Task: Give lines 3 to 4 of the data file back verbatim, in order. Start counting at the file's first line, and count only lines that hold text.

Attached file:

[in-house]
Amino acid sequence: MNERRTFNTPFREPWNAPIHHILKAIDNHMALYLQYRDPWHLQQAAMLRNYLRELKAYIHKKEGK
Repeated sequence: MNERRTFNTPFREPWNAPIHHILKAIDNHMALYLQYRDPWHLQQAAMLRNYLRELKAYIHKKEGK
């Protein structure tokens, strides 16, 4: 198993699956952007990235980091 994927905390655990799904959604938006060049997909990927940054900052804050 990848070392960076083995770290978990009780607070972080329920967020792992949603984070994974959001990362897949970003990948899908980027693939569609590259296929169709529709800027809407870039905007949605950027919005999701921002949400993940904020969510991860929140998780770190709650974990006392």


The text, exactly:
Repeated sequence: MNERRTFNTPFREPWNAPIHHILKAIDNHMALYLQYRDPWHLQQAAMLRNYLRELKAYIHKKEGK
């Protein structure tokens, strides 16, 4: 198993699956952007990235980091 994927905390655990799904959604938006060049997909990927940054900052804050 990848070392960076083995770290978990009780607070972080329920967020792992949603984070994974959001990362897949970003990948899908980027693939569609590259296929169709529709800027809407870039905007949605950027919005999701921002949400993940904020969510991860929140998780770190709650974990006392």